Learned very early what dating as a black man can be. And like some of the, some of the like trip wires that I didn't recognize, like my first relationship, I mean, you can barely call it a relationship, but it was like a middle, like a middle school romance. But you know, it was like we were, you know, I was a boyfriend, you were the girlfriend, you know, like we did the thing.

Um, but my first relationship ended because, um, the girl's father was uncomfortable with her dating a black. or black boy I guess at that point. And it was like, I didn't even [00:28:00] recognize that I was showing up in a relationship as a black person. I was just showing up in the relationship as myself. Um, but it really made me reflect on one that this like first it was like really hard cuz I was just like, I was like the first relationship.

I was like, didn't really know how to know, sort of navigate that. Um, but also, , it really formed this idea around, there are certain aspects of who I am that I, you can't sort of fake, you can't like skirt around. Um, like I can, you know, I can pretend to be like, you know, more artistic than I really am, but I can't pretend to not be black.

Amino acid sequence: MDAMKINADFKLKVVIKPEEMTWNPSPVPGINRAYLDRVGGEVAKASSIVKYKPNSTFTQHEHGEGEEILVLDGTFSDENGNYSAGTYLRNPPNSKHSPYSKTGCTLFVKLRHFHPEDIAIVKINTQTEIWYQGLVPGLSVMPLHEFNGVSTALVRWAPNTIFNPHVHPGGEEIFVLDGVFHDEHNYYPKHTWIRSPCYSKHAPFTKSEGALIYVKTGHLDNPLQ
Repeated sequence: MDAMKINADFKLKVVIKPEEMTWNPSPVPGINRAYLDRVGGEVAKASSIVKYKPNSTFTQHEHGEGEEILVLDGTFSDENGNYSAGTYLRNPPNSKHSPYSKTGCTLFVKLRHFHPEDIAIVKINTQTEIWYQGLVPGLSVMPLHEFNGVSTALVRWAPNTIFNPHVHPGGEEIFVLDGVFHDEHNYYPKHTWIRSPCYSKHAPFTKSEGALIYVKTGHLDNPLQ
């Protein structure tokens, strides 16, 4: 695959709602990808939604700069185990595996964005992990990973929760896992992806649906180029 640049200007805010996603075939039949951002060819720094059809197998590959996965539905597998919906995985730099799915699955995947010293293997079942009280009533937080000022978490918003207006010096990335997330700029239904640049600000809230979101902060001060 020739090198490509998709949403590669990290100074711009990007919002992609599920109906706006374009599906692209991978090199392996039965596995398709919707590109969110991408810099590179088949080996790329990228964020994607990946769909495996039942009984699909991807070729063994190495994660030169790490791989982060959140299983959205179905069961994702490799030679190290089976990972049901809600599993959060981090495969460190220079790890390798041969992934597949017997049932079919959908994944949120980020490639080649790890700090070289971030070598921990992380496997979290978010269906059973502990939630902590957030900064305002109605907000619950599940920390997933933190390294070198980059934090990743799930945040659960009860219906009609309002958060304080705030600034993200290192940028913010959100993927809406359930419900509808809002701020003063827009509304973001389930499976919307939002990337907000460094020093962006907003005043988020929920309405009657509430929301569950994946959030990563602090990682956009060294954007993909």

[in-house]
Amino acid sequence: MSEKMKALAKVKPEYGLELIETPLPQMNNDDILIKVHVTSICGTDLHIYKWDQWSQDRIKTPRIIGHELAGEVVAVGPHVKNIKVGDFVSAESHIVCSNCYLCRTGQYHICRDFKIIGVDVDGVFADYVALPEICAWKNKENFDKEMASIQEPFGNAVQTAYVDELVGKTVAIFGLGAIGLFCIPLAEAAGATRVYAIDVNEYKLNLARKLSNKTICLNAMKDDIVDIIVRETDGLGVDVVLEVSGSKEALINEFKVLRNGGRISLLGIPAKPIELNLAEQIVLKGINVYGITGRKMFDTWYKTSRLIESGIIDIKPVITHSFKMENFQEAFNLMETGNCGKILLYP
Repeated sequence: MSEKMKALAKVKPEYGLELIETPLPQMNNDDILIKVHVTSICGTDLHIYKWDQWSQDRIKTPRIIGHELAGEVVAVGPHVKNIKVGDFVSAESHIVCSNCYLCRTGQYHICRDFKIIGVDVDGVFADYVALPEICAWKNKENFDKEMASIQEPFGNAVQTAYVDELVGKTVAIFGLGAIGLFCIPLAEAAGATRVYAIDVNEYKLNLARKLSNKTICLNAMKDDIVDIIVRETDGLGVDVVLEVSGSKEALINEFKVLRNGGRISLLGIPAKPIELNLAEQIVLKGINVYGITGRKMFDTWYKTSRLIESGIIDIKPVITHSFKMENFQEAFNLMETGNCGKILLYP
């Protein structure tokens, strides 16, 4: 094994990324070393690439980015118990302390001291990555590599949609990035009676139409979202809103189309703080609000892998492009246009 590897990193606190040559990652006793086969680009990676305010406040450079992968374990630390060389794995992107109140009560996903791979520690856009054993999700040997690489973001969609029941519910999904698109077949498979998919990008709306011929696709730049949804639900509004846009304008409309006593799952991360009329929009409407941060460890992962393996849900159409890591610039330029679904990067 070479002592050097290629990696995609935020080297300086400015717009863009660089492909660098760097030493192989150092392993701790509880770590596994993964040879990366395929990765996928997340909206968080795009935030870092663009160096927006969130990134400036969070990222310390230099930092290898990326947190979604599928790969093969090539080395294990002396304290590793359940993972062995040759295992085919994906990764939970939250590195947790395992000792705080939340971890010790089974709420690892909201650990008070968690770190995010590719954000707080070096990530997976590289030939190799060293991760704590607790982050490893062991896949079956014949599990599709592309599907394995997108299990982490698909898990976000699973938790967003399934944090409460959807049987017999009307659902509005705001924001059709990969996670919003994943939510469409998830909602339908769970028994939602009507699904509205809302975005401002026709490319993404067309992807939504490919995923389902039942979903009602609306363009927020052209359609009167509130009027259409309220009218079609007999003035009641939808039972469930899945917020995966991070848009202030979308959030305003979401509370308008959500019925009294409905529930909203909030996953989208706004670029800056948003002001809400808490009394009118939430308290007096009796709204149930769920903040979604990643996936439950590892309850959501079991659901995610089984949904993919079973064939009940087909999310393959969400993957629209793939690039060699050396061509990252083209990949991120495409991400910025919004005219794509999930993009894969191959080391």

Like I'm, I am who I am, I am who I show up as. And there's also a history. Culture of ethnicity, that is how I will show up in the world. And so it's not just even the phenotype of being black, but it's the culture of like, I am West African. I like grew up as a child of immigrants. [00:29:00] I, um, grew up of like in a very working class family.

Like these are elements of that like kind of gets subsumed into being a black man. And as a result, when I show up in a relat. . I actually, I actually prefer if like very early on in dating, we just have the conversation of about like what it is, what is it like to be dating as a black person? What is it like to even, not even dating, what is it like to exist in the world as a black person or as me as a black person?

What is my experience? And I think what it does is it, one, it lifts this love the veil of like, look, we all operate in the world with, we all have our own traumas, our own histories, and, and. , but it allows the, the conversation and the relationship to immediately hit a depth that is necessary. And it does it early on so that if for some reason I recognize that the person just can't hit that depth or just like doesn't have the, um, [00:30:00] you know, very, very rarely would someone not be able to have the conversation.